Monday, July 27, 2009

Alaska Native contract senate hearings

What with all the Palin news, I haven't even attempted much Native news updates. But there's a whole lot going on, especially in D.C.

Senate hearings on Alaska Native contracts (from the Anchorage Daily News)

Probably one of the most publicized Native news pieces is regarding the Alaska Native federal contracts. In short - many Alaska Native corporations are using a small-business administration program that allows for preference to minority-owned businesses. U.S. Sen. McCaskill is trying to create big reform, saying that the corporations are abusing the program.

It is hard to say where I really stand on this - I can see both sides. There are Alaska Native corporations I don't really think can be called a disadvantaged business, and I think competition should happen (some of the contracts are given without.) Yet my fear is what happens with most things regarding Alaska Native corporations - they are all painted with the same brush. The Alaska Native corporations that are raking in the money are an incredible minority. Many are really struggling - one of the 13 regional corporations looks to have gone under. What's more, the Alaska Native corporations that are succeeding take constant flak for their success. Can we all turn around and make Kaladi Brothers justify their success at every turn? My guess is it was smart business practices.

I don't know enough about the current laws to see where reform is needed. It seems like fair should be fair - a business that is disadvantaged should hold the same weight in a bid as another business that is disadvantaged in the spirit of the program. If that's not happening, things should change. They should define just who they are trying to give help to.

One thing many don't understand about Native corporations is that they are not run at all like regular corporations. What other corporations are required to give 70% of its natural resource profits to "competing" companies if they aren't doing well? Can you imagine if Conoco Philips were required to give 70% of its profits from oil to Exxon when Exxon had a bad run? Yet all the big (13) Native corporations are required to do this, or at least the ones doing well.

And the money doesn't all go to line pockets of "all the wealthy Natives." I'm sure enough of it finds its way to corruption, as in any major business, but I would wager most Native corporations people see on a regular basis are actually non-profits. The money goes to health care, social services, cultural programs, scholarships and justice programs.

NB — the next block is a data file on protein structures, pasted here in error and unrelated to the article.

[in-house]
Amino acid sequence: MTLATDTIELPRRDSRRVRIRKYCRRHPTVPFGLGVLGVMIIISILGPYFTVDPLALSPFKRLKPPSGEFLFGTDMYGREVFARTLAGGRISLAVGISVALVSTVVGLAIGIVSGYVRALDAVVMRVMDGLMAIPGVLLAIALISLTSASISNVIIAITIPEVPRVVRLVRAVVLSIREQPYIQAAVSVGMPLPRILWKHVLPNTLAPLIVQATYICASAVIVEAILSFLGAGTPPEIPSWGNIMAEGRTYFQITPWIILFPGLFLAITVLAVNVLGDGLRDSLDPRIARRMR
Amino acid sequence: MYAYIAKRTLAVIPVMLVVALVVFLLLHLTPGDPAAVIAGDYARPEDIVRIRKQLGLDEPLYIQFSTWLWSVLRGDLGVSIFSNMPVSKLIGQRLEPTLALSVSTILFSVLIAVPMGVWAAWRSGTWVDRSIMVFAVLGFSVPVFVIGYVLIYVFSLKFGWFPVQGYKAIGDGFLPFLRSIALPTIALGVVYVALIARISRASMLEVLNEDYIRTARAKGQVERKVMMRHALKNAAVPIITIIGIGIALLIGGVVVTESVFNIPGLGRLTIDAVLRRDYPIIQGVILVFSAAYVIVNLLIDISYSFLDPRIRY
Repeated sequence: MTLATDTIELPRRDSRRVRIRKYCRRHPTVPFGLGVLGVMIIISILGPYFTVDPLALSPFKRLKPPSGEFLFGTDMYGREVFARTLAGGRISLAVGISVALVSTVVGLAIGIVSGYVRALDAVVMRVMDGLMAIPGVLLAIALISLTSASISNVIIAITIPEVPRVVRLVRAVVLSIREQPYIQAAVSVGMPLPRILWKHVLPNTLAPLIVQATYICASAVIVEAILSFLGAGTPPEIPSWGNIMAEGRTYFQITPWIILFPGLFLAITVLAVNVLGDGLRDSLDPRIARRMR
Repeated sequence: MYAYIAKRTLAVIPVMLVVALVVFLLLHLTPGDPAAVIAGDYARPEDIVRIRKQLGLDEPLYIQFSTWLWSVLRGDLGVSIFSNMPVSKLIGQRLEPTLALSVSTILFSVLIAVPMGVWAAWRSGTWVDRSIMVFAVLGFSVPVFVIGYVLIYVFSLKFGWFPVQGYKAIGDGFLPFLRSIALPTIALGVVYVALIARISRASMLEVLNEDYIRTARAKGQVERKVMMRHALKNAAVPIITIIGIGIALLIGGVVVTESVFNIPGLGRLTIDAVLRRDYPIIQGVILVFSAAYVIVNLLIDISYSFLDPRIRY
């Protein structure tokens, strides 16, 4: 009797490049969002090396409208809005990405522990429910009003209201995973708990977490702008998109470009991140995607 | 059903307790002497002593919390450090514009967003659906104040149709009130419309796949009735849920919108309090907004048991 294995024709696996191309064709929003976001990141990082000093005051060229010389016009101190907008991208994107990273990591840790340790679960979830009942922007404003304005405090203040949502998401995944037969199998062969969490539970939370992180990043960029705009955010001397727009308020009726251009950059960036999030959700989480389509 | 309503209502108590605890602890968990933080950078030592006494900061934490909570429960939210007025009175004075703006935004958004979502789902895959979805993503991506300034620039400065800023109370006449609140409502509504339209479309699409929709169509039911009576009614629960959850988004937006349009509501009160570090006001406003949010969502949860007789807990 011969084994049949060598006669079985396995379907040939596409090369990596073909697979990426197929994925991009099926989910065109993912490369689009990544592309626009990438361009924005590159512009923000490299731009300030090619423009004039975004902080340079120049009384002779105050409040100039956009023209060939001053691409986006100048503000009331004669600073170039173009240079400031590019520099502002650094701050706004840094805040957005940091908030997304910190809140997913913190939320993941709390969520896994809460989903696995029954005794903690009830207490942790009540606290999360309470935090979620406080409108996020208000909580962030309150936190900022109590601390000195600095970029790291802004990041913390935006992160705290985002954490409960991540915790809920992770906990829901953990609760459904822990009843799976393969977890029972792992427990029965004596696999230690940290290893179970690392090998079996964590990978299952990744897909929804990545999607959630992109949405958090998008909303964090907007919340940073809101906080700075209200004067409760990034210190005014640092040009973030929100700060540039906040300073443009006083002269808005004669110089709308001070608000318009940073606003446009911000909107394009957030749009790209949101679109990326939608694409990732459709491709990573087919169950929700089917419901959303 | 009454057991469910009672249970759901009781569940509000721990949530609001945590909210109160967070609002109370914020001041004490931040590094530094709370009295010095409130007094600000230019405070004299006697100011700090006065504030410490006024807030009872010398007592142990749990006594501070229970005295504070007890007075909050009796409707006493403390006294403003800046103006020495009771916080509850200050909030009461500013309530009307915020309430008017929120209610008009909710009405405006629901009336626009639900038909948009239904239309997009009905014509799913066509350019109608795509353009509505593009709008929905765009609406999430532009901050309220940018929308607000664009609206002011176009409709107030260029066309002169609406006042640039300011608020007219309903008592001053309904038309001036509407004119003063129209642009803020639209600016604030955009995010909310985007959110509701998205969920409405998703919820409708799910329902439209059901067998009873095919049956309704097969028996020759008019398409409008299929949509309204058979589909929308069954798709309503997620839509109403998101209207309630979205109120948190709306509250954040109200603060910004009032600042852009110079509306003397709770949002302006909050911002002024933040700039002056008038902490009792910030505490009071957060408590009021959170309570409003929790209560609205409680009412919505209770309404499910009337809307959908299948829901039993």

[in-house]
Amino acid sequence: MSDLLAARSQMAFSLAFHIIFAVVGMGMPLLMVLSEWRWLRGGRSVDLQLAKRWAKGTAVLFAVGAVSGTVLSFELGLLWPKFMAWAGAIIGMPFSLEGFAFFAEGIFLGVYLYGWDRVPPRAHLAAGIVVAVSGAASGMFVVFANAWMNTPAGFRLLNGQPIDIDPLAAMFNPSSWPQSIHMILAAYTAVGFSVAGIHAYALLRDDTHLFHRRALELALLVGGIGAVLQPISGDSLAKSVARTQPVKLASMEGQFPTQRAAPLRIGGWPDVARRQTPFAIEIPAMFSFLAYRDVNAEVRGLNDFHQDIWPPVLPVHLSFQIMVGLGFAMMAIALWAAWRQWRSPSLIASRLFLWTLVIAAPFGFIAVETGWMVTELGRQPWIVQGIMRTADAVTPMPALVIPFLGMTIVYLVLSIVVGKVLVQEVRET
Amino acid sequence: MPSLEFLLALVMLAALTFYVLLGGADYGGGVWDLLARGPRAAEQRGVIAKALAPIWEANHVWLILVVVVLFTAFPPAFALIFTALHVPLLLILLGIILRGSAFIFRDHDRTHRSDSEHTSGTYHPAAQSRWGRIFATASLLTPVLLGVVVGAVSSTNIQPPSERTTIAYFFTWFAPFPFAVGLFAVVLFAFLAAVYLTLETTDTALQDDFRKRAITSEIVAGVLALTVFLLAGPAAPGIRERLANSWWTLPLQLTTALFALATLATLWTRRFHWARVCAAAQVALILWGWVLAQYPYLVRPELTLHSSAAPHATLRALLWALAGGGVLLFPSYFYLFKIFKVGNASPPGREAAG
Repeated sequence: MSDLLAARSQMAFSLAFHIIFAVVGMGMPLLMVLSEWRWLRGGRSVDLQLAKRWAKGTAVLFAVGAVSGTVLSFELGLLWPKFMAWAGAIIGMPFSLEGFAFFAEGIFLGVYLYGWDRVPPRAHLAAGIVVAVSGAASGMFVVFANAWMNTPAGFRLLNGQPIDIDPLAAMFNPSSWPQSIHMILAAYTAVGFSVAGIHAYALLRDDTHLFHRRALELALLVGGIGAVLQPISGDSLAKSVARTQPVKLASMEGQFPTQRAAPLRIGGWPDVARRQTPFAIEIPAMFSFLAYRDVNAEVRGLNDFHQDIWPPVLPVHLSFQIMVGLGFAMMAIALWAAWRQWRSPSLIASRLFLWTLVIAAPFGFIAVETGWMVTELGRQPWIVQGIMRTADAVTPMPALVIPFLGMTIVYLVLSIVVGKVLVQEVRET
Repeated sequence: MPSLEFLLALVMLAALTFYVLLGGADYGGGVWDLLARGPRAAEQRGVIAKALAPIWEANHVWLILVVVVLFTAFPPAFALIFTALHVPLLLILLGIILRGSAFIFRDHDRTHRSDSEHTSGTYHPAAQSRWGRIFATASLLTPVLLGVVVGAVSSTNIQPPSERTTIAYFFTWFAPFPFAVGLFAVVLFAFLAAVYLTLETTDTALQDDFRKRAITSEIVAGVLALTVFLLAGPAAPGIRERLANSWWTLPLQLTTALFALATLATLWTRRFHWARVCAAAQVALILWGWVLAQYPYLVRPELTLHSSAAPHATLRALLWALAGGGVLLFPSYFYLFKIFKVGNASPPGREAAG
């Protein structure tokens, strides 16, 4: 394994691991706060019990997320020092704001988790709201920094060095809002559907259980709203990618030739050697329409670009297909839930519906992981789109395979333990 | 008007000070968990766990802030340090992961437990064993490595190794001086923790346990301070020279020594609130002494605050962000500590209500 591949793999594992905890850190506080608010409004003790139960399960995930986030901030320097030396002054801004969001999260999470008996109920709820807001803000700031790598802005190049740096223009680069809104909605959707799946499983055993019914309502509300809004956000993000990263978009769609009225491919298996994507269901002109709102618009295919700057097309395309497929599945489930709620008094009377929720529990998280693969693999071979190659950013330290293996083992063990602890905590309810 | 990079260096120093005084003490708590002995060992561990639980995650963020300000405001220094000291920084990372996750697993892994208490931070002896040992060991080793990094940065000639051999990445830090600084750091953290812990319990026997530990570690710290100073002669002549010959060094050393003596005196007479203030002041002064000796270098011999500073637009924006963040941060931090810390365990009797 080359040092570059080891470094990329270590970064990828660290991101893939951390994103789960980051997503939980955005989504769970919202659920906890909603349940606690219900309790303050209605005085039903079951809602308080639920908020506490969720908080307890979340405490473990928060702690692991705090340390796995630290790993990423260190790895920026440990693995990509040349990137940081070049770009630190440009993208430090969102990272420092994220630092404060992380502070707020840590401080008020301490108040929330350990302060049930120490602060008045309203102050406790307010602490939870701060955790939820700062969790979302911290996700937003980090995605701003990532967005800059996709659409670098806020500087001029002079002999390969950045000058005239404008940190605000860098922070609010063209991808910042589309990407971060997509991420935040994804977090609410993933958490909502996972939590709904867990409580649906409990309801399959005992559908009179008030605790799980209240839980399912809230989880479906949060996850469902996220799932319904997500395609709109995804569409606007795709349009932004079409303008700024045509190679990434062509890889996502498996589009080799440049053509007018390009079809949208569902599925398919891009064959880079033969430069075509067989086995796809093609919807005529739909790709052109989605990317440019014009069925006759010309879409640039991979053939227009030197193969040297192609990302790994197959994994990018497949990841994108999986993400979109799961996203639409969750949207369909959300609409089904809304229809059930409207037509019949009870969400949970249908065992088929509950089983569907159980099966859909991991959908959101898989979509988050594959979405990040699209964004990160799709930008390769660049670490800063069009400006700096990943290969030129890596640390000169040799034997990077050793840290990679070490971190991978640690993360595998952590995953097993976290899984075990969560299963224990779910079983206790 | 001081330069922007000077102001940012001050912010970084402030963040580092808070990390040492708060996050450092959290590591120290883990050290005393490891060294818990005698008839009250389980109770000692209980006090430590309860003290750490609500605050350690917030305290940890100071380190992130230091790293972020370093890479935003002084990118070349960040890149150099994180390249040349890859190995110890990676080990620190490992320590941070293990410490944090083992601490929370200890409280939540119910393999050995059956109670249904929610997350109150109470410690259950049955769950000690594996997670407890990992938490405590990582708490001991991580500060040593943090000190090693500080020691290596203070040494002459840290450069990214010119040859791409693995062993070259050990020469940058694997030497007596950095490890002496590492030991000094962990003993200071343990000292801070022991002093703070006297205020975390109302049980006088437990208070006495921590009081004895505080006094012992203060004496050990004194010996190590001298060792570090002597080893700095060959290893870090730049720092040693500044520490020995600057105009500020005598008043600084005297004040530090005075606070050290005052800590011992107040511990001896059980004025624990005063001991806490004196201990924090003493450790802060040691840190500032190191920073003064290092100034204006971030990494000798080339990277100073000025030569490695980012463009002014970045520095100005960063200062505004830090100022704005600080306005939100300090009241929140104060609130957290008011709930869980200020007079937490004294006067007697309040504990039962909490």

Coca-Cola and Microsoft get major kudos when they give a small percentage of their profit toward college scholarships and building a wing in a hospital. I challenge anyone to look at just how much the for-profit Native corporations have spent on the non-profits - health care, justice, culture, housing, you name it. What's more, they are expected to do this, and little recognition is given, or at least, certainly not the same recognition as a non-Native corporation.

I'm glad they are doing it, and I do expect Native corporations to spend substantial amounts on Native health, welfare and culture. I just hope that people realize these contracts aren't given, and then every Native person in Alaska is walking around with a fortune in Native dividend checks.

To be transparent about my own tie to this, I have received exactly three checks in my life from my corporation - the largest sum was enough to pay two months car insurance, the smallest two tanks of gas. I don't happen to think there's anything so wrong with that - I would rather the shareholder money go toward building up tradtional language programs or funding college (I HAVE earned scholarships, and would prefer those any day!) than paying my bills... Of course, I'm not struggling with outrageous heating costs and children to feed, so I have the freedom to say that.

I'm glad both Sen. Begich and Sen. Murkowski are fighting the good fight on this. Although I'm sure reform is on its way, I have a hope that it will be fair, instead of a retribution, or favoring some other side. Don't know that that is how it will turn out, but with the many voices I've been hearing about in D.C. speaking out about this, and two senators, there's at least a chance... right?


Anonymous said...

Shareholders in the 13th do not benefit from that 70% share...nor do they have a land base.

Anonymous said...

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Anonymous said...

O/T. jesus, it's nice to know you visit and will come back...I 'spose you're busy over at pharyngula, they've been calling you...

Anonymous said...

It is hard to say where I really stand on this - I can see both sides.

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